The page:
We studied BMI-1 expression in 27 retinal tissues adjacent to retinoblastoma (Table 3). Notably, it was not widely detected in all retinas. Most retinal tissue next to undifferentiated retinoblastomas had positive BMI-1 staining in <25% retinal cells (14/17, 82.3%; representative pictures in upper panel of Figure 3). A similar observation was made for differentiated cases (9/10, 90%; representative pictures in lower panel of Figure 3). The remaining was BMI-1 negative. Hence, there was no significant correlation between BMI-1 expression in retina in terms of the differentiation status of retinoblastomas (p=0.86, Mann–Whitney U test). Furthermore, altered retinal layers, including an indistinct inner nuclear layer, was infrequently observed in both differentiated and undifferentiated tumors (marked by red brackets in Figure 3). There was no association between BMI-1 expression in the outer and inner nuclear layer with retinoblastoma differentiation status (p=0.49 and p=0.24, respectively; Table 3).

BMI-1 expression and retinoblastoma invasion to posterior tissues

In our 34 studied cases, 9 retinoblastomas remained in situ and no invasion to adjacent retinal tissue was observed (9/34, 26.5%; pT1 grade in Pathologic Classification of TNM [Tumor, Node, Metastasis] Classification for Retinoblastoma, Table 3). For the remaining 25 cases showing tumor cell invasion, involvement of the optic nerve was only detected in 14 retinoblastomas (38.9%; pT2a grade), 3 were choroid only (8.3%), and 8 were invaded to both optic nerve and choroid (22.2%; pT2b grade). The percentage of BMI-1 positive cells was significantly greater in retinoblastomas with invasion than those without (p=0.0023, Mann–Whitney U test; Figure 1 and Figure 2; Table 3). Among these malignant cases, more BMI-1 expressing cells were found in tumors invading both the optic nerve and choroid (p=0.0005), whereas fewer were found in tumors with invasion to either location. For retinoblastomas showing optic nerve invasion (n=22), 13 were in the optic nerve head (pT2 grade) and 9 were extended to the posterior surface of the lamina cribrosa (pT3 grade) and percentage of BMI-1 positive cells was similar in both categories (Table 3).

Effect of BMI-1 on retinoblastoma cell growth and proliferation

Human retinoblastoma Y79 cells were transfected with pCMV-HA/BMI-1 for BMI-1 overexpression or by pSuper-BMI-1-si for specific BMI-1 suppression. Stable transfectants were obtained after G418 selection for 10 days (Figure 4A). Cells transfected with empty vectors (pCMV-HA or pSuper) and nontransfected cells served as controls (Figure 4B).

Increased BMI-1 transcript and protein levels in Y79 cells with pCMV-HA/BMI-1 transfection were confirmed by semiquantitative PCR and western blotting of the HA epitope (Figure 4C,F). Nontransfected cells exhibited negligible HA staining. BMI-1-HA transfected Y79 cells showed increased cell viability and a shorter doubling time (17.9 h) when compared to nontransfected or mock-transfected control cells (both were 22.3 h; Figure 4D). They formed more multicellular spheres in 7 days than pSuper-BMI-1-si and nontransfected cells. The sphere size was generally greater and there were more spheres with a diameter greater than 100 µm in BMI-1-HA-transfected Y79 cells (63%) than nontransfected cells (40%). The BMI-1-transfected cells exhibited higher expression of PCNA (Figure 4F) and BrdU incorporation. The apoptosis rate, determined by the percentage of TUNEL-positive cells, was significantly decreased with BMI-1-HA expression (5.2±1%) when compared to control (8.2±2.7%; p=0.023, paired Student t test; Figure 5A). This observation was substantiated in the reduced expression of pro- and active caspase-3 in western blotting (Figure 5B). Using propidium iodide cell cycle analysis, there was no significant difference of S-phase population in BMI-1-HA-expressing Y79 cells (13.1%) compared to mock-transfected control cells (11.3%; Figure 5C).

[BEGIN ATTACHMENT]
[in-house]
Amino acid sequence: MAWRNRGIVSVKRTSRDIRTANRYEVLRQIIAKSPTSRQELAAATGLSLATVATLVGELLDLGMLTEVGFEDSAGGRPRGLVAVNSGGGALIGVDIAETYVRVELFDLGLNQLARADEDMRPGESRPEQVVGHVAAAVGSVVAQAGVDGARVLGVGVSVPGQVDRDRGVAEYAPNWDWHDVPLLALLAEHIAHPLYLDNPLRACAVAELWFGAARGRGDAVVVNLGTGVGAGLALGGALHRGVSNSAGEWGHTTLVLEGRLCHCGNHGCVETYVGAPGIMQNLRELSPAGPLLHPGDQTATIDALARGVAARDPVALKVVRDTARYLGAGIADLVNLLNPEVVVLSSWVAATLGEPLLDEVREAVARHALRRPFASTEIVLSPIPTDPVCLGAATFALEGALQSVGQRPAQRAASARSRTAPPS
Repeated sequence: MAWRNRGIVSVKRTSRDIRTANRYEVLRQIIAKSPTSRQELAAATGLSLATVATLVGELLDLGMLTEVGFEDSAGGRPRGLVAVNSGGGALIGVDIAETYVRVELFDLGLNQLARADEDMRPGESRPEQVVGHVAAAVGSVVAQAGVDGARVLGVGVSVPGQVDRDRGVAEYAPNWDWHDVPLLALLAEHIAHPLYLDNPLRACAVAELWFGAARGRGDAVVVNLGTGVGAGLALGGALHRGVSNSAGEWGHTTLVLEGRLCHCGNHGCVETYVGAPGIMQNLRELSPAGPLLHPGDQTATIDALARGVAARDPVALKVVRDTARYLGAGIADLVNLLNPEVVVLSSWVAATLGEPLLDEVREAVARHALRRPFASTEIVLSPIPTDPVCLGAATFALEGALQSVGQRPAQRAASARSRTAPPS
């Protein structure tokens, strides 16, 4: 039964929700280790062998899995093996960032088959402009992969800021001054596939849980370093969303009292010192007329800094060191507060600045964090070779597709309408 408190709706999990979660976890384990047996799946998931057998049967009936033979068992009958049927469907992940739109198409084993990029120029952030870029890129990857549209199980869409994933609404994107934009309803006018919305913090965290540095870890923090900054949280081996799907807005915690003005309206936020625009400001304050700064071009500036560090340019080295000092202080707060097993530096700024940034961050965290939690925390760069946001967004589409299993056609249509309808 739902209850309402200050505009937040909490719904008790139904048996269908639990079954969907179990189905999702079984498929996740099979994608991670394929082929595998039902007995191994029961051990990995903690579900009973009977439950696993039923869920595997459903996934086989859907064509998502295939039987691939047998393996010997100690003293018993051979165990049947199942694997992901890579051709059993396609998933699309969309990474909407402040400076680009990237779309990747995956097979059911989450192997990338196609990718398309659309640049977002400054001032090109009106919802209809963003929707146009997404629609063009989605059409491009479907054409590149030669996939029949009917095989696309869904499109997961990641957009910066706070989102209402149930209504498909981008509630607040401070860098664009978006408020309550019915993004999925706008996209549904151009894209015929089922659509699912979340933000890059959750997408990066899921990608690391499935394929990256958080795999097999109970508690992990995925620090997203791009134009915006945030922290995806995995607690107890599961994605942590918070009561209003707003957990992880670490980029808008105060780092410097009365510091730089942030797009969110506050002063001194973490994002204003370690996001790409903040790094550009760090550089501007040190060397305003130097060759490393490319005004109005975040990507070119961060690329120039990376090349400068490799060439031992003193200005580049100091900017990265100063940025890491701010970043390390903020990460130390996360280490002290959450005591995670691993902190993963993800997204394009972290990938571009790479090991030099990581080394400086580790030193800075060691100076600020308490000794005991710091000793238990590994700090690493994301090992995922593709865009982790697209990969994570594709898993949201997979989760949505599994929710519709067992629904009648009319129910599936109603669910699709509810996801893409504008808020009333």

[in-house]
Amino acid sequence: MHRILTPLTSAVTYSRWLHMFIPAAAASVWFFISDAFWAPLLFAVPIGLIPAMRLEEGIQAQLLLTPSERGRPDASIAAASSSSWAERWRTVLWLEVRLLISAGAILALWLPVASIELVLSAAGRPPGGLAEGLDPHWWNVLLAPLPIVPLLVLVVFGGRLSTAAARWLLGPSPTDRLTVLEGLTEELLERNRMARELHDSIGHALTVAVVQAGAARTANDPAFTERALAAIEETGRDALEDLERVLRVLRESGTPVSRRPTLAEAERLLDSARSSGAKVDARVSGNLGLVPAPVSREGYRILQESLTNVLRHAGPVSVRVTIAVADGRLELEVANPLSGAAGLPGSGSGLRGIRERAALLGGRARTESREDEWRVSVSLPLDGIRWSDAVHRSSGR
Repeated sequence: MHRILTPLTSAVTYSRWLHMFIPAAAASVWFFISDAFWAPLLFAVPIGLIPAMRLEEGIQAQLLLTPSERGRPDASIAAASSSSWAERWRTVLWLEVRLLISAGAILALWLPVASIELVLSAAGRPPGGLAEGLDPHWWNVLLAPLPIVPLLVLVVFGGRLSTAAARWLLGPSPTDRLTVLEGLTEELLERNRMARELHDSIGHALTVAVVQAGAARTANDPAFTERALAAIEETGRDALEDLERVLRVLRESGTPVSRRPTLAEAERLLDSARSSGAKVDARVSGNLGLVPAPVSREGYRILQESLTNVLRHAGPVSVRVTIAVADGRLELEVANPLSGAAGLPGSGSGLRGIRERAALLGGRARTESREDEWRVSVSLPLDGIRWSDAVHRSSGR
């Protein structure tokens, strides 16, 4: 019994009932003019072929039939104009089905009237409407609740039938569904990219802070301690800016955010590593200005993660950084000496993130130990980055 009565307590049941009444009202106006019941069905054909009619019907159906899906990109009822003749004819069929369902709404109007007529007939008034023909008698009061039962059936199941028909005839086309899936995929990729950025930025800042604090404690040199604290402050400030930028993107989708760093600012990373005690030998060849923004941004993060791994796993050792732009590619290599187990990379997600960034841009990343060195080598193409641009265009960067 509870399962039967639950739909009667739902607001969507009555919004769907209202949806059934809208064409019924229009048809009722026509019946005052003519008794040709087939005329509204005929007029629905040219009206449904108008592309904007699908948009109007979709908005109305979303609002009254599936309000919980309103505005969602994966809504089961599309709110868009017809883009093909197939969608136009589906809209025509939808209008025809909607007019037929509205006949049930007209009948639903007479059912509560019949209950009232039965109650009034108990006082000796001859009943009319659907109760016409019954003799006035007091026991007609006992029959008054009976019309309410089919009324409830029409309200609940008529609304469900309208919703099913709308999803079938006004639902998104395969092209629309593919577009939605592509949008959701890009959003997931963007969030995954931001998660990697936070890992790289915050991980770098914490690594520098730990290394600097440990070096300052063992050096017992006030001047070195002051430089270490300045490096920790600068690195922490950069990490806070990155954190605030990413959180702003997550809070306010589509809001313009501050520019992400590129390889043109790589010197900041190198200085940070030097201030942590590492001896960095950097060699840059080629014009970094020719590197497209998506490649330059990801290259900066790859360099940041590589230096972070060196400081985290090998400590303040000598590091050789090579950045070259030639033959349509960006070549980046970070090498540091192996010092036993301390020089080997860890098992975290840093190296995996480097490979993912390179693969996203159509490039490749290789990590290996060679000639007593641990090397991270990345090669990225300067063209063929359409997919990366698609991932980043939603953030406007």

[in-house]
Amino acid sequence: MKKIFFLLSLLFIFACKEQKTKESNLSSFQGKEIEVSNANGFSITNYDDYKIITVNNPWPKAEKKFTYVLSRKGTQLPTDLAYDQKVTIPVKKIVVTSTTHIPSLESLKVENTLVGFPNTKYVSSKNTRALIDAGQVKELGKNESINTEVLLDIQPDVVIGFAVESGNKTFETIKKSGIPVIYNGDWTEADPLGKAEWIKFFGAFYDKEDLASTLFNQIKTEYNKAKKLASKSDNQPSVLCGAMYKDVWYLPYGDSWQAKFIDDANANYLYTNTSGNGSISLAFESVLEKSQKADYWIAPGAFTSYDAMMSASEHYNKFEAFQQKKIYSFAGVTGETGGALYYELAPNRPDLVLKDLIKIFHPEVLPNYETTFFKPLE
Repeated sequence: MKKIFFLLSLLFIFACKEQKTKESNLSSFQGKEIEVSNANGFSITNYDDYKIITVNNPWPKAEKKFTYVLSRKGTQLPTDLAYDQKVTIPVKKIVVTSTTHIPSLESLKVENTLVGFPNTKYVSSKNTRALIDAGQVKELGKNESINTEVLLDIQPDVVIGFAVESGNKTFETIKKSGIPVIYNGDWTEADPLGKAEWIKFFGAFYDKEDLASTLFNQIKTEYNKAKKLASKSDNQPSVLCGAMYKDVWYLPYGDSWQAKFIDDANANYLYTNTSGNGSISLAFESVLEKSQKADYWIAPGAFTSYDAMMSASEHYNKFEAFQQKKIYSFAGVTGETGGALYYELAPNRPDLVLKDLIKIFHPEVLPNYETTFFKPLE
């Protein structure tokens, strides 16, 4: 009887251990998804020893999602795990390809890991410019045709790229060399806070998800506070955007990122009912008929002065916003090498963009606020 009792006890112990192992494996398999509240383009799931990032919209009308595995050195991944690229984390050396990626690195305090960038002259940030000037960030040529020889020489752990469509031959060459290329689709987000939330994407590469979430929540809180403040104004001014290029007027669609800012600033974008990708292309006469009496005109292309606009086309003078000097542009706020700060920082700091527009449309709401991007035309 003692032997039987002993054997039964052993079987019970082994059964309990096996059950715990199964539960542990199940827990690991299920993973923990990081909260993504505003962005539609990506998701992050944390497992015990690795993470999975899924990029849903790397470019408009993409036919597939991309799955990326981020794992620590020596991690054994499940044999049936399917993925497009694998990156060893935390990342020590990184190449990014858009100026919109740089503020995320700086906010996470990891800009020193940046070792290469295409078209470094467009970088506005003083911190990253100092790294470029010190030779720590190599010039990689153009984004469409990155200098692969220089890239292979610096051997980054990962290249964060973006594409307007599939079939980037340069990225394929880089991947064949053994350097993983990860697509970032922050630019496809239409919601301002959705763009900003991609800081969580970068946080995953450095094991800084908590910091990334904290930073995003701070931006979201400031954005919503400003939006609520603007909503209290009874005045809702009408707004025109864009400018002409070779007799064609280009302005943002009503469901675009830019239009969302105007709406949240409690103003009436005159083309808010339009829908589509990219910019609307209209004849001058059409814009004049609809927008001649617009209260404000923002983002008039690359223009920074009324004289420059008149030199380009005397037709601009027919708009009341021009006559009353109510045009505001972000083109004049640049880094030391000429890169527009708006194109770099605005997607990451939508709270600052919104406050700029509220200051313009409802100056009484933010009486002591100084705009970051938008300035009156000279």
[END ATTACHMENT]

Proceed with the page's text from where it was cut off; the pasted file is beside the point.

In contrast, siRNA-mediated inhibition of BMI-1 impaired Y79 cell growth (Figure 4E). The cells showed longer cell doubling time (29 h) when compared to nontransfected or mock-transfected control cells (both were about 23.1 h). Further, they exhibited less multicellular sphere formation (less than one-third that of nontransfected cells; Figure 6A). A set of spheres (43%) were smaller in size (<40 µm in diameter). BrdU incorporation was also reduced (Figure 6C). There were more TUNEL-positive cells, and the apoptosis rate (14.5±5%) was significantly higher than in mock-transfected control cells (7±2.3%; p=0.0017, paired Student t test; Figure 5A). This was accompanied by an increased expression of active caspase-3 (Figure 5B). Propidium iodide cell cycle analysis showed that BMI-1 repression increased apoptotic cells (21.8%) when compared with mock-transfection (7.2%). There was no effect on S-phase alteration (13.7% in si-BMI-1 cells versus 11.3% in control; Figure 5C).